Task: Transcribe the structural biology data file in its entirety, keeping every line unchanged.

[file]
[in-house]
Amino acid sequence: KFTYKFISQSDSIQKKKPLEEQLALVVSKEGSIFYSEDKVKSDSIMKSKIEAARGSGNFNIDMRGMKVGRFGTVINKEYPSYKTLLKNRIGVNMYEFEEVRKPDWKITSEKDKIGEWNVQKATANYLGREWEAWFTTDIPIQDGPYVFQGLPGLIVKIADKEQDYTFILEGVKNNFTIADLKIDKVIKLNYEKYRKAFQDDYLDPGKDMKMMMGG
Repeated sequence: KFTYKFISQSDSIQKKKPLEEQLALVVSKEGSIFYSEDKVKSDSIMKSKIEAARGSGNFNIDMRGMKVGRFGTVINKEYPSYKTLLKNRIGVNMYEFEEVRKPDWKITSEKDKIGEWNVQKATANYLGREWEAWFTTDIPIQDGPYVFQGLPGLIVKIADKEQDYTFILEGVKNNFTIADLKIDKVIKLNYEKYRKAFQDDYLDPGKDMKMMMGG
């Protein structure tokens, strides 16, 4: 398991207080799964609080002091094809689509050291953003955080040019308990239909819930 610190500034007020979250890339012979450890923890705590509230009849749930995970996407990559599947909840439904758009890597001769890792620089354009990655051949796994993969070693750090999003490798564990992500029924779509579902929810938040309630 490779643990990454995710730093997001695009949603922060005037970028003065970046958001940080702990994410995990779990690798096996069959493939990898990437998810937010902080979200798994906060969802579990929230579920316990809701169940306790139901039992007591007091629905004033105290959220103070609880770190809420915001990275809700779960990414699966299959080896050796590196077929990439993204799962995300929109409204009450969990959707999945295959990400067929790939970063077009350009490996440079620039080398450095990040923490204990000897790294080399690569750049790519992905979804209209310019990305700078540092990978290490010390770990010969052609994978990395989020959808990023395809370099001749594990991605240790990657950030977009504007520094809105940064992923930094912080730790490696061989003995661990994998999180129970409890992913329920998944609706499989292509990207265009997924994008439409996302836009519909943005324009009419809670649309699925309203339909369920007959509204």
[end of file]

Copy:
[in-house]
Amino acid sequence: KFTYKFISQSDSIQKKKPLEEQLALVVSKEGSIFYSEDKVKSDSIMKSKIEAARGSGNFNIDMRGMKVGRFGTVINKEYPSYKTLLKNRIGVNMYEFEEVRKPDWKITSEKDKIGEWNVQKATANYLGREWEAWFTTDIPIQDGPYVFQGLPGLIVKIADKEQDYTFILEGVKNNFTIADLKIDKVIKLNYEKYRKAFQDDYLDPGKDMKMMMGG
Repeated sequence: KFTYKFISQSDSIQKKKPLEEQLALVVSKEGSIFYSEDKVKSDSIMKSKIEAARGSGNFNIDMRGMKVGRFGTVINKEYPSYKTLLKNRIGVNMYEFEEVRKPDWKITSEKDKIGEWNVQKATANYLGREWEAWFTTDIPIQDGPYVFQGLPGLIVKIADKEQDYTFILEGVKNNFTIADLKIDKVIKLNYEKYRKAFQDDYLDPGKDMKMMMGG
């Protein structure tokens, strides 16, 4: 398991207080799964609080002091094809689509050291953003955080040019308990239909819930 610190500034007020979250890339012979450890923890705590509230009849749930995970996407990559599947909840439904758009890597001769890792620089354009990655051949796994993969070693750090999003490798564990992500029924779509579902929810938040309630 490779643990990454995710730093997001695009949603922060005037970028003065970046958001940080702990994410995990779990690798096996069959493939990898990437998810937010902080979200798994906060969802579990929230579920316990809701169940306790139901039992007591007091629905004033105290959220103070609880770190809420915001990275809700779960990414699966299959080896050796590196077929990439993204799962995300929109409204009450969990959707999945295959990400067929790939970063077009350009490996440079620039080398450095990040923490204990000897790294080399690569750049790519992905979804209209310019990305700078540092990978290490010390770990010969052609994978990395989020959808990023395809370099001749594990991605240790990657950030977009504007520094809105940064992923930094912080730790490696061989003995661990994998999180129970409890992913329920998944609706499989292509990207265009997924994008439409996302836009519909943005324009009419809670649309699925309203339909369920007959509204």